Cultural/Historical Aspects Lead Luxury Consumption In China
This week, an article in The Wall Street Journal suggests that China will overtake Japan in terms of appetite for luxury goods this year, based on a study released last week by HSBC. According to the report, consumer spending power in the Western world continues to fade, while that by affluent Chinese is only just beginning to emerge.
As HSBC highlighted, culture is one of the primary reasons for the shift of luxury consumption from West to East:
On the one hand, “displaying wealth has become a trend in China, and this will continue to translate into growing purchases of luxury goods for oneself, or as gifts.” On the other hand, “consumer habits may not necessarily always correspond to income levels due to the need to socially fit in and show off wealth.”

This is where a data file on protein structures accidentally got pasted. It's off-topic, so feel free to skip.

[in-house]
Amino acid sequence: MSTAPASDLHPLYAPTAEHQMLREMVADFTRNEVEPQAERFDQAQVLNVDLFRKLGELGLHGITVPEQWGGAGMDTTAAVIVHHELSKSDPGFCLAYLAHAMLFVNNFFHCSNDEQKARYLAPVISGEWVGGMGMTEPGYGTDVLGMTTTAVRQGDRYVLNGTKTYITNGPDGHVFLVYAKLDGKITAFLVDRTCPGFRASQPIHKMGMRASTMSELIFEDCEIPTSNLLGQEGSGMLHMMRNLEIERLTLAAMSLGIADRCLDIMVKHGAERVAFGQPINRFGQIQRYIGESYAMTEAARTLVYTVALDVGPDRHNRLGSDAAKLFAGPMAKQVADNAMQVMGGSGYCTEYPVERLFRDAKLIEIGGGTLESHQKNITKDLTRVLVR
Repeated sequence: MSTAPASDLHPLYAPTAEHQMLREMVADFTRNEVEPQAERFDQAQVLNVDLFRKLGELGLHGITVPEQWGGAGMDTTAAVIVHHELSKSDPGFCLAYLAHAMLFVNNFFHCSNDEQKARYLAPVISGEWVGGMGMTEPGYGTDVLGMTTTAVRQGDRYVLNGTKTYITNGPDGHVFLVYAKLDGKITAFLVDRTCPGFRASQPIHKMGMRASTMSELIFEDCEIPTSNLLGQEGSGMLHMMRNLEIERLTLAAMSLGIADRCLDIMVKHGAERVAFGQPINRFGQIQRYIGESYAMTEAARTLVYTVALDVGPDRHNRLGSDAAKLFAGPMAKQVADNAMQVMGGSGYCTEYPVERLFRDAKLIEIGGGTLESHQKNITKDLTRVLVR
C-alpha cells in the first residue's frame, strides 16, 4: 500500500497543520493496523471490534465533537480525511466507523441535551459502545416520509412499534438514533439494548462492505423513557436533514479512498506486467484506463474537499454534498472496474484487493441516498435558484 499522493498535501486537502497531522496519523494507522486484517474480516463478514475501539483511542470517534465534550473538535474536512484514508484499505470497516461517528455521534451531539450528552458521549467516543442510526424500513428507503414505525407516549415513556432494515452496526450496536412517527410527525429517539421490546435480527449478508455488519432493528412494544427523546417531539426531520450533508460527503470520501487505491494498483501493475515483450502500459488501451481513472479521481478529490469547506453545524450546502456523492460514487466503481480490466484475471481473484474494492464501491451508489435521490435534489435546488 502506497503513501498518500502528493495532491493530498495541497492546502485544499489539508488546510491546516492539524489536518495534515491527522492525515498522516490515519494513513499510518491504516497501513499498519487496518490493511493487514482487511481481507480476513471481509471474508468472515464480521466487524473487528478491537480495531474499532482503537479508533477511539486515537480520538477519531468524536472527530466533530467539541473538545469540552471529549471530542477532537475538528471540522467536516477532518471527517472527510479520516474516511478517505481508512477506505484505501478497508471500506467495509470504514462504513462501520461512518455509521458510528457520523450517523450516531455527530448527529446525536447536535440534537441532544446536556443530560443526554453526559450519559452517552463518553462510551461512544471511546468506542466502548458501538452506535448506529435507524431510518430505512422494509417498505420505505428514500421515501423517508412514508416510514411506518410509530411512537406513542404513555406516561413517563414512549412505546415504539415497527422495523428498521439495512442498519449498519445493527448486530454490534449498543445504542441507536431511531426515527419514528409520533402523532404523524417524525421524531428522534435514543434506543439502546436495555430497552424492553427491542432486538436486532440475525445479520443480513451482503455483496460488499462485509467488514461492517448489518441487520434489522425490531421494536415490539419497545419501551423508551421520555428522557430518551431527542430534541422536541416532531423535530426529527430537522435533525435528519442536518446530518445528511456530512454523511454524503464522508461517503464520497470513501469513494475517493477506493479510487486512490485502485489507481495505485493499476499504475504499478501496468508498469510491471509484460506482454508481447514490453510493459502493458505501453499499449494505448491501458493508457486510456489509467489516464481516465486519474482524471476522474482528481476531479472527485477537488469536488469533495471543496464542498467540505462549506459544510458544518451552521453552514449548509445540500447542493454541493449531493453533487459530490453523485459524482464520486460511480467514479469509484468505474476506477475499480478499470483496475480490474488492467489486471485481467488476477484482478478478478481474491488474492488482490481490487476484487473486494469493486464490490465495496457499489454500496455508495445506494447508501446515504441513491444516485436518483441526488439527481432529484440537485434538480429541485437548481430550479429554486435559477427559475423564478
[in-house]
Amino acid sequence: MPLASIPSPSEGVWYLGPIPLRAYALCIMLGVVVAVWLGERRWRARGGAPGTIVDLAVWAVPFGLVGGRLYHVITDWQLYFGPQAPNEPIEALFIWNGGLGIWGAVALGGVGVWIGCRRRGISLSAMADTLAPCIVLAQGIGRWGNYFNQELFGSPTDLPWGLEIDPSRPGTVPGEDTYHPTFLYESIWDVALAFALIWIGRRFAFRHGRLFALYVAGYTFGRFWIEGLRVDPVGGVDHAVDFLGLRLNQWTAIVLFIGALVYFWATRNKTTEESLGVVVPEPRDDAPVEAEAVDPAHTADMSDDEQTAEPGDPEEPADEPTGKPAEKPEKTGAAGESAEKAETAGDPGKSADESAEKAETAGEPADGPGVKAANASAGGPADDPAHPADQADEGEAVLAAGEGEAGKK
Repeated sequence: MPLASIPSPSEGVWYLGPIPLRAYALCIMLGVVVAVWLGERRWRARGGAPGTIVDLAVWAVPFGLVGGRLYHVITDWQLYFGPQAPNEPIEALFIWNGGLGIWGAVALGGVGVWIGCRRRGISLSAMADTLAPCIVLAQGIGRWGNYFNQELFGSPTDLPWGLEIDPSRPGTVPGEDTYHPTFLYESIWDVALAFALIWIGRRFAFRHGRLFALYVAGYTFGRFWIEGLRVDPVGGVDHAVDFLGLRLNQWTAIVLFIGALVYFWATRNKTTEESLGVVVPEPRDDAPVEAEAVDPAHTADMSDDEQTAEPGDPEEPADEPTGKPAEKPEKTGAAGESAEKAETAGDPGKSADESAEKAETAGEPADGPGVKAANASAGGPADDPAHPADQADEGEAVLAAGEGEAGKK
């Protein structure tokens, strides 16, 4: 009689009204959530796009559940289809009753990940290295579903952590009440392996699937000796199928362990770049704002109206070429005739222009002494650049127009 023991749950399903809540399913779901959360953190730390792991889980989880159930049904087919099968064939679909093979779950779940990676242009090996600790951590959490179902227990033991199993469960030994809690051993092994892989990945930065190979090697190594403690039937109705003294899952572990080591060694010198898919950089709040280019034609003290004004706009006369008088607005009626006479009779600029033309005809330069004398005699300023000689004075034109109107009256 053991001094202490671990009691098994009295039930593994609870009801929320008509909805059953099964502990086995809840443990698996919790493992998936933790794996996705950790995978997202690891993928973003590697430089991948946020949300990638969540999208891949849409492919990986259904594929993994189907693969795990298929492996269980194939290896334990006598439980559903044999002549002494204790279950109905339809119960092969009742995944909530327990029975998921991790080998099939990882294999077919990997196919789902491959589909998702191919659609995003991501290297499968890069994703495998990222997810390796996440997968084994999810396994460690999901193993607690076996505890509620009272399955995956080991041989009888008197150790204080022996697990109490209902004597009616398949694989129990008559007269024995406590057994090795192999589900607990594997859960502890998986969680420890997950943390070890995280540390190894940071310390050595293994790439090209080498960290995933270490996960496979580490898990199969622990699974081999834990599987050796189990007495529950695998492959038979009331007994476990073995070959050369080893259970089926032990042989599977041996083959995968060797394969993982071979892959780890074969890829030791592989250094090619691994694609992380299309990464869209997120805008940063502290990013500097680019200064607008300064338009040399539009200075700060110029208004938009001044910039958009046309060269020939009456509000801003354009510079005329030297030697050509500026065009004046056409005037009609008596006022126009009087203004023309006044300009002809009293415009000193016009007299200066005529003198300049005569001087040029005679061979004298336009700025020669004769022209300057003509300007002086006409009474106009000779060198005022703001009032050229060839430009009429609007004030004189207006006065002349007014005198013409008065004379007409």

In addition to this cultural perspective, HSBC added, historical aspects also play a role in leading Chinese luxury consumption:
“In Chinese and Russian communist societies, individual property was not allowed and private wealth was traditionally suspicious. With the liberalization of the economy, a new class system was created where your place on the ladder may depend on how much money one earns, and owning luxury goods can help display the level of one’s wealth.”
In addition, the report found that social shifts that have occurred in recent decades in China, including delayed marriage, the growing financial independence of women, and increasing brand awareness also contribute to the growth of luxury sales in China.